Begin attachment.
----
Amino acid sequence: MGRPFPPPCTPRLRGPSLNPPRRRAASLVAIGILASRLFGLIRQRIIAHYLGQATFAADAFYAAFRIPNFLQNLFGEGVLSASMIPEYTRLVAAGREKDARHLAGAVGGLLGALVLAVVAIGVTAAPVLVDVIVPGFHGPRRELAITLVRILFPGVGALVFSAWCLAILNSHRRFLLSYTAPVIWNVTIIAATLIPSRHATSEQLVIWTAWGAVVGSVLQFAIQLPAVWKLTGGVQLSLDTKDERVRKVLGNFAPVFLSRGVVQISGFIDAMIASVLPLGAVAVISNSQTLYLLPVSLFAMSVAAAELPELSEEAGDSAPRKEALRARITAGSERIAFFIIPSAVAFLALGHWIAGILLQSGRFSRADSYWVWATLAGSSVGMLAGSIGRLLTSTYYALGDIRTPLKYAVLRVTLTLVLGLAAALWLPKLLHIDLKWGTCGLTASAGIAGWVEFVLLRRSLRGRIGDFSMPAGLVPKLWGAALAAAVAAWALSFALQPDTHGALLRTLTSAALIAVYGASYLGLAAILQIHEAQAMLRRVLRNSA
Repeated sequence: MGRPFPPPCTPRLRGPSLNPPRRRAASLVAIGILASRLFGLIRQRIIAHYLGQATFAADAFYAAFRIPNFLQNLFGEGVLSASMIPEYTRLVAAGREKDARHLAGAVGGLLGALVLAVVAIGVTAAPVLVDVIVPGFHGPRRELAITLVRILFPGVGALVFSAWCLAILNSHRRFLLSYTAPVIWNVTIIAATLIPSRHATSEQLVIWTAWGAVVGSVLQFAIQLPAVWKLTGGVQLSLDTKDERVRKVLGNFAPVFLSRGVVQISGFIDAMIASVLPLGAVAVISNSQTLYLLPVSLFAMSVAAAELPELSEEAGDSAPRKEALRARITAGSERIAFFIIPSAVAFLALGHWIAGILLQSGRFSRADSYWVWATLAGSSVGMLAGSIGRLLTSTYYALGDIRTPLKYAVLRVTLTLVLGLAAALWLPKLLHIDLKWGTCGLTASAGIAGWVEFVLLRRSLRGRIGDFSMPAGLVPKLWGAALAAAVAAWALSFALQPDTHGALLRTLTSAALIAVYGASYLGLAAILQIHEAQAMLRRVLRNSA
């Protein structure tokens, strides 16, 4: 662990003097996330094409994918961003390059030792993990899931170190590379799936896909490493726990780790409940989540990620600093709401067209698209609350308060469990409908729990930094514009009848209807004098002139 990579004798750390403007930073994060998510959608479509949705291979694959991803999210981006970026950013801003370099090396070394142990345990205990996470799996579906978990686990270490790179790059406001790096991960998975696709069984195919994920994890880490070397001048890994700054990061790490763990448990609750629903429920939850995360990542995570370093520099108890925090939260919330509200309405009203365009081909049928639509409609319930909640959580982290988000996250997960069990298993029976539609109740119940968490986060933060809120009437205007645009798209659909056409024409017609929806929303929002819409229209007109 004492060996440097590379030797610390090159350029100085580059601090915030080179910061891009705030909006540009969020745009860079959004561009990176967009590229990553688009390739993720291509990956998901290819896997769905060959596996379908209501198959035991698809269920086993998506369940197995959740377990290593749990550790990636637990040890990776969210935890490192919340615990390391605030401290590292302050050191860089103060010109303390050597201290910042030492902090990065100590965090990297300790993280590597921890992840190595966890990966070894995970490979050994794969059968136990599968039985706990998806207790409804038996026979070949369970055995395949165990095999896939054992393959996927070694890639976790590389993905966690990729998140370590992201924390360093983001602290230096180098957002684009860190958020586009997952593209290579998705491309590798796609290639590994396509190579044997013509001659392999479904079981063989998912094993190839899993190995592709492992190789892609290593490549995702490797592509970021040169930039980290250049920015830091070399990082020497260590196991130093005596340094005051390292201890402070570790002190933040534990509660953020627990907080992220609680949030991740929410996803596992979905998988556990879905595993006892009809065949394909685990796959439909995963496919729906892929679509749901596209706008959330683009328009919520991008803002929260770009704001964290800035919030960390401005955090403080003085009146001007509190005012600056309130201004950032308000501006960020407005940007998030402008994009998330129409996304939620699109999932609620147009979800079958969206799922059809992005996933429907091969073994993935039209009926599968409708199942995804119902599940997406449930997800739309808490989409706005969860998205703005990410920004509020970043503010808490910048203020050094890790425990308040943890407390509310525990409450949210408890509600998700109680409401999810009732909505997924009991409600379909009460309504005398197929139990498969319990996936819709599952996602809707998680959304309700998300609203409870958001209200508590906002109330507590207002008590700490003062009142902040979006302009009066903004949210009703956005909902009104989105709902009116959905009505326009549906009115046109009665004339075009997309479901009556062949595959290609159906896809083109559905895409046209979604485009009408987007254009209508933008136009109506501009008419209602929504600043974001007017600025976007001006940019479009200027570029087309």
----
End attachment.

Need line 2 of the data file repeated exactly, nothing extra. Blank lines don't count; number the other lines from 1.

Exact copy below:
Repeated sequence: MGRPFPPPCTPRLRGPSLNPPRRRAASLVAIGILASRLFGLIRQRIIAHYLGQATFAADAFYAAFRIPNFLQNLFGEGVLSASMIPEYTRLVAAGREKDARHLAGAVGGLLGALVLAVVAIGVTAAPVLVDVIVPGFHGPRRELAITLVRILFPGVGALVFSAWCLAILNSHRRFLLSYTAPVIWNVTIIAATLIPSRHATSEQLVIWTAWGAVVGSVLQFAIQLPAVWKLTGGVQLSLDTKDERVRKVLGNFAPVFLSRGVVQISGFIDAMIASVLPLGAVAVISNSQTLYLLPVSLFAMSVAAAELPELSEEAGDSAPRKEALRARITAGSERIAFFIIPSAVAFLALGHWIAGILLQSGRFSRADSYWVWATLAGSSVGMLAGSIGRLLTSTYYALGDIRTPLKYAVLRVTLTLVLGLAAALWLPKLLHIDLKWGTCGLTASAGIAGWVEFVLLRRSLRGRIGDFSMPAGLVPKLWGAALAAAVAAWALSFALQPDTHGALLRTLTSAALIAVYGASYLGLAAILQIHEAQAMLRRVLRNSA